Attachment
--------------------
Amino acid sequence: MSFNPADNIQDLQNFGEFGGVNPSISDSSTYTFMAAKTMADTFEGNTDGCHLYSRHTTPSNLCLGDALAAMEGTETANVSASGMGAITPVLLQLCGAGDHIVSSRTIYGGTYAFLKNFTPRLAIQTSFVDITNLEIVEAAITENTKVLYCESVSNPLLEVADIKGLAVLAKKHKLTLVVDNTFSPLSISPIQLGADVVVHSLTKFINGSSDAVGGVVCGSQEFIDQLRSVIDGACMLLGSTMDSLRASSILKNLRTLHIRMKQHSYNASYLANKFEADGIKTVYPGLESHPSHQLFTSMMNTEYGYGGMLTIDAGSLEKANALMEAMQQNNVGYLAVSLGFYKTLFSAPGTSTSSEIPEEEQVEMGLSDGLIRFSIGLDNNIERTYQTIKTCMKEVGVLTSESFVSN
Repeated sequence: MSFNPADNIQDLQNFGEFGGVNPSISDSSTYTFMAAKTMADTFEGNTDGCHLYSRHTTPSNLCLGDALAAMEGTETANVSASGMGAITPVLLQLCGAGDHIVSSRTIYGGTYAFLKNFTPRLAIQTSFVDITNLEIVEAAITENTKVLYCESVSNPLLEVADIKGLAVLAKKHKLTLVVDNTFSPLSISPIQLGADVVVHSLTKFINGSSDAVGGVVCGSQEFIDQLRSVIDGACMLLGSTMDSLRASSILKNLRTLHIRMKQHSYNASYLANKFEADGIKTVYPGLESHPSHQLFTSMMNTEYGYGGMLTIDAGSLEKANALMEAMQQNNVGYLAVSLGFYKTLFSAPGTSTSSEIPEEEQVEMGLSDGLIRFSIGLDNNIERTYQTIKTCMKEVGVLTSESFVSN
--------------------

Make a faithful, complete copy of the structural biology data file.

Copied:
Amino acid sequence: MSFNPADNIQDLQNFGEFGGVNPSISDSSTYTFMAAKTMADTFEGNTDGCHLYSRHTTPSNLCLGDALAAMEGTETANVSASGMGAITPVLLQLCGAGDHIVSSRTIYGGTYAFLKNFTPRLAIQTSFVDITNLEIVEAAITENTKVLYCESVSNPLLEVADIKGLAVLAKKHKLTLVVDNTFSPLSISPIQLGADVVVHSLTKFINGSSDAVGGVVCGSQEFIDQLRSVIDGACMLLGSTMDSLRASSILKNLRTLHIRMKQHSYNASYLANKFEADGIKTVYPGLESHPSHQLFTSMMNTEYGYGGMLTIDAGSLEKANALMEAMQQNNVGYLAVSLGFYKTLFSAPGTSTSSEIPEEEQVEMGLSDGLIRFSIGLDNNIERTYQTIKTCMKEVGVLTSESFVSN
Repeated sequence: MSFNPADNIQDLQNFGEFGGVNPSISDSSTYTFMAAKTMADTFEGNTDGCHLYSRHTTPSNLCLGDALAAMEGTETANVSASGMGAITPVLLQLCGAGDHIVSSRTIYGGTYAFLKNFTPRLAIQTSFVDITNLEIVEAAITENTKVLYCESVSNPLLEVADIKGLAVLAKKHKLTLVVDNTFSPLSISPIQLGADVVVHSLTKFINGSSDAVGGVVCGSQEFIDQLRSVIDGACMLLGSTMDSLRASSILKNLRTLHIRMKQHSYNASYLANKFEADGIKTVYPGLESHPSHQLFTSMMNTEYGYGGMLTIDAGSLEKANALMEAMQQNNVGYLAVSLGFYKTLFSAPGTSTSSEIPEEEQVEMGLSDGLIRFSIGLDNNIERTYQTIKTCMKEVGVLTSESFVSN